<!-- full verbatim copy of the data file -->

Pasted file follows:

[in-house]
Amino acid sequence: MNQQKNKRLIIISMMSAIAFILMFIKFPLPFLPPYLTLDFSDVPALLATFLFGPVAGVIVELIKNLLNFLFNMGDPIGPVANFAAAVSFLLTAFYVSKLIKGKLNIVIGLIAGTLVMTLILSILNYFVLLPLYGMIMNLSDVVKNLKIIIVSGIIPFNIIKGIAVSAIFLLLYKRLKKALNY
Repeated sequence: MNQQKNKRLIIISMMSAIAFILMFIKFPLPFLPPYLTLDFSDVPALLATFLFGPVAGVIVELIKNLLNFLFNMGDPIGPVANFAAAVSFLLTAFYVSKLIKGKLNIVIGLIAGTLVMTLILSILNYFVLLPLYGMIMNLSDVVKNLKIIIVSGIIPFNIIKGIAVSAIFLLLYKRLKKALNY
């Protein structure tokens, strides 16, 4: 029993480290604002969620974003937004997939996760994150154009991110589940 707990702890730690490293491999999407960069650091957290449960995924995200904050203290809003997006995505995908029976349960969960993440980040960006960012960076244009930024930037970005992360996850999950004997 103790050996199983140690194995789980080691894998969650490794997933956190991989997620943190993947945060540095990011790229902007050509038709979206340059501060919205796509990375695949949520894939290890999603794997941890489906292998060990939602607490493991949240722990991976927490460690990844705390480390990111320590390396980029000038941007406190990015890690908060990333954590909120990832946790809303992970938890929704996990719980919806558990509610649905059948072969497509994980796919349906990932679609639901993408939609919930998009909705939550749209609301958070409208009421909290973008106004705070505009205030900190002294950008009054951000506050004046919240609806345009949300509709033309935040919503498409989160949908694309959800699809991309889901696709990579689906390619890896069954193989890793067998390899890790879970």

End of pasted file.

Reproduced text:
[in-house]
Amino acid sequence: MNQQKNKRLIIISMMSAIAFILMFIKFPLPFLPPYLTLDFSDVPALLATFLFGPVAGVIVELIKNLLNFLFNMGDPIGPVANFAAAVSFLLTAFYVSKLIKGKLNIVIGLIAGTLVMTLILSILNYFVLLPLYGMIMNLSDVVKNLKIIIVSGIIPFNIIKGIAVSAIFLLLYKRLKKALNY
Repeated sequence: MNQQKNKRLIIISMMSAIAFILMFIKFPLPFLPPYLTLDFSDVPALLATFLFGPVAGVIVELIKNLLNFLFNMGDPIGPVANFAAAVSFLLTAFYVSKLIKGKLNIVIGLIAGTLVMTLILSILNYFVLLPLYGMIMNLSDVVKNLKIIIVSGIIPFNIIKGIAVSAIFLLLYKRLKKALNY
């Protein structure tokens, strides 16, 4: 029993480290604002969620974003937004997939996760994150154009991110589940 707990702890730690490293491999999407960069650091957290449960995924995200904050203290809003997006995505995908029976349960969960993440980040960006960012960076244009930024930037970005992360996850999950004997 103790050996199983140690194995789980080691894998969650490794997933956190991989997620943190993947945060540095990011790229902007050509038709979206340059501060919205796509990375695949949520894939290890999603794997941890489906292998060990939602607490493991949240722990991976927490460690990844705390480390990111320590390396980029000038941007406190990015890690908060990333954590909120990832946790809303992970938890929704996990719980919806558990509610649905059948072969497509994980796919349906990932679609639901993408939609919930998009909705939550749209609301958070409208009421909290973008106004705070505009205030900190002294950008009054951000506050004046919240609806345009949300509709033309935040919503498409989160949908694309959800699809991309889901696709990579689906390619890896069954193989890793067998390899890790879970």